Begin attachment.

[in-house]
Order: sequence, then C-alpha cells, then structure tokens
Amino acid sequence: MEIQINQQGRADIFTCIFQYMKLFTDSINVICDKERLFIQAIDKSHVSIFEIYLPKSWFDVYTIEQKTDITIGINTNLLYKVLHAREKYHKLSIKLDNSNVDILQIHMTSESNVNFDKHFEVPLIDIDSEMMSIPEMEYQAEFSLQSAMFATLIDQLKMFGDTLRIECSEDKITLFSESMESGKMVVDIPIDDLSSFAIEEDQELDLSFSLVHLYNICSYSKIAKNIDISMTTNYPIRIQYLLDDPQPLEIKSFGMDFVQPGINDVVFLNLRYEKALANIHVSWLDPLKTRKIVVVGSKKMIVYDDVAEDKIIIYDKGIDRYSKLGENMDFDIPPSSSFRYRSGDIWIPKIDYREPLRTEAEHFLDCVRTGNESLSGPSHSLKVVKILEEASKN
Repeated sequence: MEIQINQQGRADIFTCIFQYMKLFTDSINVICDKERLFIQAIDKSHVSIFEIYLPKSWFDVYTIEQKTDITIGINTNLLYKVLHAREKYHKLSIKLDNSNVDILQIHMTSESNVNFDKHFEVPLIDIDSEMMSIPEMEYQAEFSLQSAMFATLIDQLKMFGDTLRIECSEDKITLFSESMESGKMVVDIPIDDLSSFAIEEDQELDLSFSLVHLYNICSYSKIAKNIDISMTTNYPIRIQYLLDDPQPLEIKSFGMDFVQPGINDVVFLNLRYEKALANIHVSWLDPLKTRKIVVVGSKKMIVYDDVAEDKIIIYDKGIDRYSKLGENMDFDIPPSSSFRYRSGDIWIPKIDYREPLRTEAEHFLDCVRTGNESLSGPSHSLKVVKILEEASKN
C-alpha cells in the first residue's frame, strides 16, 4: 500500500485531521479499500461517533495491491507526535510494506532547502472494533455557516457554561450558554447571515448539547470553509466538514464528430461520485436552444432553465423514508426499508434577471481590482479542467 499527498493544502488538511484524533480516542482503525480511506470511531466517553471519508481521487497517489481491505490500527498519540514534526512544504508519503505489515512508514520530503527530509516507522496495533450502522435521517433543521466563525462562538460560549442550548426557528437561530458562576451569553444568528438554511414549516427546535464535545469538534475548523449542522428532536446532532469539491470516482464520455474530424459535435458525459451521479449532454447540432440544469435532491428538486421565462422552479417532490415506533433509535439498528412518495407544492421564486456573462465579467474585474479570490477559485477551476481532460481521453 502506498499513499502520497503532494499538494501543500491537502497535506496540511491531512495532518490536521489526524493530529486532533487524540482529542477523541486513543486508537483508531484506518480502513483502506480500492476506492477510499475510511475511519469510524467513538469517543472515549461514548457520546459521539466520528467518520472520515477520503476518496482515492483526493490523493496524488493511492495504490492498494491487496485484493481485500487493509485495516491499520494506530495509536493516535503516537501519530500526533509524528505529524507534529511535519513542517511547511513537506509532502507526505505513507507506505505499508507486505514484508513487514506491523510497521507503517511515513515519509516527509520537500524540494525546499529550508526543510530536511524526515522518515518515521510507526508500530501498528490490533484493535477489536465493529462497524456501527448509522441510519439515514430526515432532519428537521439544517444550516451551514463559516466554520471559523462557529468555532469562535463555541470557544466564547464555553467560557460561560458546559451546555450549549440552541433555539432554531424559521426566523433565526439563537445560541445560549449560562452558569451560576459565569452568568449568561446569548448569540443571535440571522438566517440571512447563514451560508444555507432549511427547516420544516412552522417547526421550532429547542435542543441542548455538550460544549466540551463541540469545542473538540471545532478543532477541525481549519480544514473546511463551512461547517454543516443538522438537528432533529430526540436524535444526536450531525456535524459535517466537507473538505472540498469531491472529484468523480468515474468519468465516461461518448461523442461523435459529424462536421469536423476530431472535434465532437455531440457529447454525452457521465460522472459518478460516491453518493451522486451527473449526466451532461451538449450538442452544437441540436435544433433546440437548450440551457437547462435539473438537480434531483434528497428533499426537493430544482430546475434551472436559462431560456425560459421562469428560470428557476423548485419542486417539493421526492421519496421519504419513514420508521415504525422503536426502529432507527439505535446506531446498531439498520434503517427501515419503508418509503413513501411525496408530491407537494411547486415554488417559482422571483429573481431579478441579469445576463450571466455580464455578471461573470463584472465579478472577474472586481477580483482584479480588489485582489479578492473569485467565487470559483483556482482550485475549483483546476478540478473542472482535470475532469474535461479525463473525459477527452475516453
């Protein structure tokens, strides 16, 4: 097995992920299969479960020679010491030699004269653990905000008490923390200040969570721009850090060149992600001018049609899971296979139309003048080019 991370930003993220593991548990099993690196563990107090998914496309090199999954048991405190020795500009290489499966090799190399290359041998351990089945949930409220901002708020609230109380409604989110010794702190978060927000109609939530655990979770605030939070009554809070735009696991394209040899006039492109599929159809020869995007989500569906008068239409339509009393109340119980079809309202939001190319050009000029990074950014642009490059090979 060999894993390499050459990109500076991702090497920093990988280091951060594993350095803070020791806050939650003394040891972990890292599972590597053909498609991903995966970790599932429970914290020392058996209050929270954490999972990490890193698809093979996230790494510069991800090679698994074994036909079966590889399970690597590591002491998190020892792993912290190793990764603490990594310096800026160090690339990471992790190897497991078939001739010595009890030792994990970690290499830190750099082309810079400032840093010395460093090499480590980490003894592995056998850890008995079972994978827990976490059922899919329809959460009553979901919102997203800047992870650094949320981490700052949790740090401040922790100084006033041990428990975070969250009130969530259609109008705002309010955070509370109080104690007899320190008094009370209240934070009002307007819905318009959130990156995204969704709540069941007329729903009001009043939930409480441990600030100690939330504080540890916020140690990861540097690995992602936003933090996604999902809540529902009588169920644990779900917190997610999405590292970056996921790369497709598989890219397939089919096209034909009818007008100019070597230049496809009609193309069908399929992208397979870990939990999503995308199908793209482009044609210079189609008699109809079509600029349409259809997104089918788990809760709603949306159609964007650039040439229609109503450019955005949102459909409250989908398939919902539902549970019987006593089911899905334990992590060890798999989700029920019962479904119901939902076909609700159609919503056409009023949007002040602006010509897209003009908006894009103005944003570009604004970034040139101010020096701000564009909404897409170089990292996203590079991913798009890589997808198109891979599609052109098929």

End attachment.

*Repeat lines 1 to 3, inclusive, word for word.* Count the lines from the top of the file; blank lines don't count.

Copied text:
[in-house]
Order: sequence, then C-alpha cells, then structure tokens
Amino acid sequence: MEIQINQQGRADIFTCIFQYMKLFTDSINVICDKERLFIQAIDKSHVSIFEIYLPKSWFDVYTIEQKTDITIGINTNLLYKVLHAREKYHKLSIKLDNSNVDILQIHMTSESNVNFDKHFEVPLIDIDSEMMSIPEMEYQAEFSLQSAMFATLIDQLKMFGDTLRIECSEDKITLFSESMESGKMVVDIPIDDLSSFAIEEDQELDLSFSLVHLYNICSYSKIAKNIDISMTTNYPIRIQYLLDDPQPLEIKSFGMDFVQPGINDVVFLNLRYEKALANIHVSWLDPLKTRKIVVVGSKKMIVYDDVAEDKIIIYDKGIDRYSKLGENMDFDIPPSSSFRYRSGDIWIPKIDYREPLRTEAEHFLDCVRTGNESLSGPSHSLKVVKILEEASKN